At the last BOE meeting headed by Mark Carney, the members voted 7-2 to leave the Bank rate unchanged at 0.75%. The members voted unanimously to maintain the purchase of government bonds at 435B pound and corporate bonds of 10B pound. The members maintained a neutral stance in the monetary policy outlook. British pound declines against euro and USD and disappointing retail sales.
On global developments, the members noted that growth has shown “tentative signs of stabilising and global financial conditions remain supportive”. Meanwhile, they noted that “the partial de-escalation of the US-China trade war provides some additional support to the outlook relative to the November Report, although trade tensions remain elevated”.
Domestically, BOE forecast growth to improve from “current below-potential rates”, amidst diminished Brexit uncertainty, easing of fiscal policy and modest recovery in global growth. Yet, the members admitted that growth would only rise “marginally” in 4Q19. Specifically, it warned of weak business investment and export orders, despite steady growth in household consumption. The freshly-released inflation data surprised the upside. Headline CPI steadied at +1.5% y/y, beating consensus of +1.4%, in November. Core CPI also steadied at +1.7% y/y, in line with expectations. As inflation stays in downtrend and is still below the +2% target, it should be affect BOE’s monetary policy stance. Retail sales grew +1% y/y in November. This is markedly lower than consensus of +2.1% and marks the weakest growth since April 2018. On monthly basis, retail sales has been in contraction the fourth consecutive month. Yet, the data has not covered Black day. The data can show stronger rebound in the coming month.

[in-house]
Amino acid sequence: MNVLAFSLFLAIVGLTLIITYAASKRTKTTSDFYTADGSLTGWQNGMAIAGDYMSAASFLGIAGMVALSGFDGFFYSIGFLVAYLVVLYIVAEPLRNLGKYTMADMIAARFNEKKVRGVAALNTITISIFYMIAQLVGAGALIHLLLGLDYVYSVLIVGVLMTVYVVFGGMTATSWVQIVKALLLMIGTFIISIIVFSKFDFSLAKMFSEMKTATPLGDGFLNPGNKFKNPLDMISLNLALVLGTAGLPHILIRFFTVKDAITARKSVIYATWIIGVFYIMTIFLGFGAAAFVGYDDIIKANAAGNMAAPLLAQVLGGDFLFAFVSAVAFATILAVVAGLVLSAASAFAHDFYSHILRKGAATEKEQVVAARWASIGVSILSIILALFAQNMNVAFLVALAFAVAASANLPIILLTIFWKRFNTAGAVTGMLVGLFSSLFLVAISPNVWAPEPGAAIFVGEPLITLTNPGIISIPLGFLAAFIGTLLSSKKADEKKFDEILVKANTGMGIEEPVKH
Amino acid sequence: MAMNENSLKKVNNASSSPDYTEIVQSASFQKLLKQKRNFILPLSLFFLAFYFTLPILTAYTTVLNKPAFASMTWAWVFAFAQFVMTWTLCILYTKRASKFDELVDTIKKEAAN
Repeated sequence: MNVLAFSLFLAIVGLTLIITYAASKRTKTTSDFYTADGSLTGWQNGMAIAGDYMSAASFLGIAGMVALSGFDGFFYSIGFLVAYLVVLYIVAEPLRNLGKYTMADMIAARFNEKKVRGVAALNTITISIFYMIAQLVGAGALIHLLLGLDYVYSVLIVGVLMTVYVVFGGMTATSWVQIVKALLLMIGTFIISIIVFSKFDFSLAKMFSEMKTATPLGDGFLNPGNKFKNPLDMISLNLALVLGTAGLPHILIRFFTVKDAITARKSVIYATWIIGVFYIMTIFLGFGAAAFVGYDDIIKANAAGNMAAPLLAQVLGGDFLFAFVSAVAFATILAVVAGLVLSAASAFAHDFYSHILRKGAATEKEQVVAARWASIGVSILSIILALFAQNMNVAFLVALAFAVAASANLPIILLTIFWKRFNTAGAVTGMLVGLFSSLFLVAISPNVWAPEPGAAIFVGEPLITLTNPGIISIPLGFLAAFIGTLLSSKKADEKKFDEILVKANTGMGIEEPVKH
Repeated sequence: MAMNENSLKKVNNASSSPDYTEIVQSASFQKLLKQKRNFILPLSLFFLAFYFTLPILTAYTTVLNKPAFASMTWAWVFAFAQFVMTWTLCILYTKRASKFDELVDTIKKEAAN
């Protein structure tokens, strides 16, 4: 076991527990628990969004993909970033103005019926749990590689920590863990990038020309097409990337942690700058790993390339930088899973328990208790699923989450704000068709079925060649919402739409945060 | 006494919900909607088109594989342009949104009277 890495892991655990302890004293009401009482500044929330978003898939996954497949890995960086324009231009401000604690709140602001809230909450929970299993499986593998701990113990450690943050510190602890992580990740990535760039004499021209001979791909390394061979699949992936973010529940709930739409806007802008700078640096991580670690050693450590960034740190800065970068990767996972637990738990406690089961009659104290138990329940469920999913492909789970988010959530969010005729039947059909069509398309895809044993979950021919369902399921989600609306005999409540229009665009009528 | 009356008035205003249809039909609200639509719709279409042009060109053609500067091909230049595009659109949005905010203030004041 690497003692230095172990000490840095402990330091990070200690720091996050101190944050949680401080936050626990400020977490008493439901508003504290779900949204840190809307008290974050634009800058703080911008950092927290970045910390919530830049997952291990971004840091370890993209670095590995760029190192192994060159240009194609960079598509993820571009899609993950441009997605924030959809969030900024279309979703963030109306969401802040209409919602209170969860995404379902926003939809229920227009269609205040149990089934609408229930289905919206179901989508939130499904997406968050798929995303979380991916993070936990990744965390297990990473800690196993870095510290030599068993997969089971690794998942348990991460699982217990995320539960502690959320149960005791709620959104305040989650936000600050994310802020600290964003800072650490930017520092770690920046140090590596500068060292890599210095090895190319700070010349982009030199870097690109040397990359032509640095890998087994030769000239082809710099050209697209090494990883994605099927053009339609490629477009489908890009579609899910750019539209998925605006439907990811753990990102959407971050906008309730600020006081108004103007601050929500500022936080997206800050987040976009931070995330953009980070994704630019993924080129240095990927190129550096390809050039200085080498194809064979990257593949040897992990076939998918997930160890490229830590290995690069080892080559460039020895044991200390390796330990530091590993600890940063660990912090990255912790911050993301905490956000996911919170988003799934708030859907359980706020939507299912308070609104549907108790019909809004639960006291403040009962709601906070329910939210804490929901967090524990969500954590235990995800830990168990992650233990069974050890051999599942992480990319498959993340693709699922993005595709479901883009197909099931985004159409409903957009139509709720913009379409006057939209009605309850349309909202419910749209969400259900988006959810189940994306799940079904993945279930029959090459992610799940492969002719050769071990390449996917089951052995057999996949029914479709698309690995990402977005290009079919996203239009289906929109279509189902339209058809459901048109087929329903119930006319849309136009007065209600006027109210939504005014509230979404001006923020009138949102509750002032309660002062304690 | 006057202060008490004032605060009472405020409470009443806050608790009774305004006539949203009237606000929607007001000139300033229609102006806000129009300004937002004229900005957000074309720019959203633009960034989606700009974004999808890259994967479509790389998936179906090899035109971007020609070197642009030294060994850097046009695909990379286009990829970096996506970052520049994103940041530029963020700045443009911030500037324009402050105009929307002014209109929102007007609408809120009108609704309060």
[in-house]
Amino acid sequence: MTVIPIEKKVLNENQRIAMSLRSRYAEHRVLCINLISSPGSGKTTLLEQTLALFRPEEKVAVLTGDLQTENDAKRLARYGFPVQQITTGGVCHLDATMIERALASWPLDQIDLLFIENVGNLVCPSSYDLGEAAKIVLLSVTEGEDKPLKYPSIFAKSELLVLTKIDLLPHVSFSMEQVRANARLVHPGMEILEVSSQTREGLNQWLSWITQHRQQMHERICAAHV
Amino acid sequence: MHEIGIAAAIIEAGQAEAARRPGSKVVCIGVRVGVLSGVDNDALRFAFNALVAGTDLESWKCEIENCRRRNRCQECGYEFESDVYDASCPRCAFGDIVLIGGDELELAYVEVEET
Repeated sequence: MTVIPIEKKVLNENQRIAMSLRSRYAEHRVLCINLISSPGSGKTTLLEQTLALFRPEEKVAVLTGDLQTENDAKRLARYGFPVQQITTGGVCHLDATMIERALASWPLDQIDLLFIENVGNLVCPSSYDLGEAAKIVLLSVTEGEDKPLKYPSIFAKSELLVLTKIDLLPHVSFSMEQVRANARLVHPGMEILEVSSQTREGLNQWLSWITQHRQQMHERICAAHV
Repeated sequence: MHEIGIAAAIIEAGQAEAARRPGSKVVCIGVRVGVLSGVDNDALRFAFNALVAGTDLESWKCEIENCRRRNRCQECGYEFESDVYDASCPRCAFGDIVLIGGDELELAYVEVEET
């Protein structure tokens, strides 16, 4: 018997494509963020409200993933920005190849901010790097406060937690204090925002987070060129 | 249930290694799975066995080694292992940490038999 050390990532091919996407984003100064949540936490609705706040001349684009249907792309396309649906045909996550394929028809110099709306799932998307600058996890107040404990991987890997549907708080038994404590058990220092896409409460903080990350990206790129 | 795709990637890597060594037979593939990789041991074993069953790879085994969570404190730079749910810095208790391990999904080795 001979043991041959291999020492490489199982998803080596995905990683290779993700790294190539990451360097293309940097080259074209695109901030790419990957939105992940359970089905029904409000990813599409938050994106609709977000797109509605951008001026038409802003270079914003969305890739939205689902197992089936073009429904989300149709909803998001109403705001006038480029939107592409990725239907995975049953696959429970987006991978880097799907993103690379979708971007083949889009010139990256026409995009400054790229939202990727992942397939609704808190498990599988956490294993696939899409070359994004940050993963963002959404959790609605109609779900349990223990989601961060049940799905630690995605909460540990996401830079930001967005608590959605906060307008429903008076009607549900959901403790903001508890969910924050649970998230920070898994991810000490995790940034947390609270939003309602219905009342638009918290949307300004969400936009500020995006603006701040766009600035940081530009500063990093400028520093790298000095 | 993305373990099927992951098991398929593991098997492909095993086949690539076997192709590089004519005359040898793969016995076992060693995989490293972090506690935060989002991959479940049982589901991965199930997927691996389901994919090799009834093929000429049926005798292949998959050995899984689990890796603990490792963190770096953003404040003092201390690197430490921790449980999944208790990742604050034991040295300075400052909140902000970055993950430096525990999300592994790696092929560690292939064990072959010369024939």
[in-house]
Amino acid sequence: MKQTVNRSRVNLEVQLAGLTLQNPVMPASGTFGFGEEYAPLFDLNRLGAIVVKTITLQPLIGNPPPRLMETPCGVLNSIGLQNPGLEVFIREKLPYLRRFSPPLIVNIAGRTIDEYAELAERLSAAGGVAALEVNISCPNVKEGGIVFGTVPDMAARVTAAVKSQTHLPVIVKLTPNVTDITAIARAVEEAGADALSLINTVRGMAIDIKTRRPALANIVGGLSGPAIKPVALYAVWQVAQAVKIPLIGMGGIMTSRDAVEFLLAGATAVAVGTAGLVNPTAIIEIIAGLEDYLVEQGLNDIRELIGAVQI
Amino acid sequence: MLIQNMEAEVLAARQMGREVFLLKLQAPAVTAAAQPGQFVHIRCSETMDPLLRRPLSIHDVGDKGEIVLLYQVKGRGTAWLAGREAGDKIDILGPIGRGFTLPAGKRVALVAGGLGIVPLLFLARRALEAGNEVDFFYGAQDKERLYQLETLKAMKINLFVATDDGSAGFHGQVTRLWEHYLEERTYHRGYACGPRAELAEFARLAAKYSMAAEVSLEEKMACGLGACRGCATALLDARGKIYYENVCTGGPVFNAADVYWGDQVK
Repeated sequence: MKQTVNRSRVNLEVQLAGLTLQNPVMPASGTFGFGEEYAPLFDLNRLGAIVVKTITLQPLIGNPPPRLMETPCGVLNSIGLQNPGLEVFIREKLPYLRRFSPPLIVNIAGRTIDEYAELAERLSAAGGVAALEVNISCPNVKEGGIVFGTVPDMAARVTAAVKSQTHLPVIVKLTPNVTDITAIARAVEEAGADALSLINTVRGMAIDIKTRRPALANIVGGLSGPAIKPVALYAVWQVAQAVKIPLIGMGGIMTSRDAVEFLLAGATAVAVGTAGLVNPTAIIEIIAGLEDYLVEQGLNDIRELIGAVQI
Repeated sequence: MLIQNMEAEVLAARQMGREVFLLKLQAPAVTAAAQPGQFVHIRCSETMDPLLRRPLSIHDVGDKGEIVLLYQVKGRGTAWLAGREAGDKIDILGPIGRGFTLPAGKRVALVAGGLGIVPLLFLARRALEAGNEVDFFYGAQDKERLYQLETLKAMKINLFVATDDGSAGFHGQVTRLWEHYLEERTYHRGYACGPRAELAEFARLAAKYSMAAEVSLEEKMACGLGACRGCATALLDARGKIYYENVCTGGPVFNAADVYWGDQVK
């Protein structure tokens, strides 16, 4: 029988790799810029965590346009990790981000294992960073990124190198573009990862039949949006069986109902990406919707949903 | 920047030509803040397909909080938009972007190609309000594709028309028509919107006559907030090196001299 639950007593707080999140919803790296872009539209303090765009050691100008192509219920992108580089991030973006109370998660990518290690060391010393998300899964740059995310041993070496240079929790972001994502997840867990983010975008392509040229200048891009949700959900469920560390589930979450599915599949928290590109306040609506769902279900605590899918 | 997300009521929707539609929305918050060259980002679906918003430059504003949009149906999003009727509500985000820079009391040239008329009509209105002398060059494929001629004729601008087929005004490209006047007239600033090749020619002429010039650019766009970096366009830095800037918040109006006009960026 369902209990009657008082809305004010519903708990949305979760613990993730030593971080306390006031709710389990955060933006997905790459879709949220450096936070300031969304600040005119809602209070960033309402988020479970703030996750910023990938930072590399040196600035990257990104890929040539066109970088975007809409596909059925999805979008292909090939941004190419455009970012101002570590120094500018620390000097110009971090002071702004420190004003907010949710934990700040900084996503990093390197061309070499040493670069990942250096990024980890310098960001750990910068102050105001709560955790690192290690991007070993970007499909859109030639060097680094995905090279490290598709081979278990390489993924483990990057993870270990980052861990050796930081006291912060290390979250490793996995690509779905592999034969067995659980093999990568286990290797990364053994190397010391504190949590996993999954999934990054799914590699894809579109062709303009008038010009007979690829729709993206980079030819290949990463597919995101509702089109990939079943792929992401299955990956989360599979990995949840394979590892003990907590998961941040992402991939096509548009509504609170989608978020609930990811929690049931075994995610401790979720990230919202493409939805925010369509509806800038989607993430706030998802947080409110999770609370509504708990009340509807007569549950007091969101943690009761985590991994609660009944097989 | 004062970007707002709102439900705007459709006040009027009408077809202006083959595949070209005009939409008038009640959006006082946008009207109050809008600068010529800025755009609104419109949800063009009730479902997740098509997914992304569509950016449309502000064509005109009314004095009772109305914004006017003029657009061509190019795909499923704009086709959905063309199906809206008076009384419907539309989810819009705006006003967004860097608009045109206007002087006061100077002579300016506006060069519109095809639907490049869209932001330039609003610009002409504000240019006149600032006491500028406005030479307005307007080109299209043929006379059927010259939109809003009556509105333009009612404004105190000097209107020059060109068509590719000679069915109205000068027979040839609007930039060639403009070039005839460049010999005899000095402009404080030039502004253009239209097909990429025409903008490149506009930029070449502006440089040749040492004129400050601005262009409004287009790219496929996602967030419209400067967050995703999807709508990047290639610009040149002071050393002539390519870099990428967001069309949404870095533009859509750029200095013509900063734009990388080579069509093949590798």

Again, Jonathan Haskel and Michael Saunders dissented the decision as they proposed to lowest interest rate further. They judged that the economy was “a little softer than expected”, the amount of spare capacity is “rising” though still “modest”. They also took note of subdued core inflation. Meanwhile, they worried that employment growth was slowing. On the monetary policy stance, the central bank maintained a neutral tone. Besides noting that the current policy is “appropriate”, the members reiterated that monetary policy could respond in “either direction”.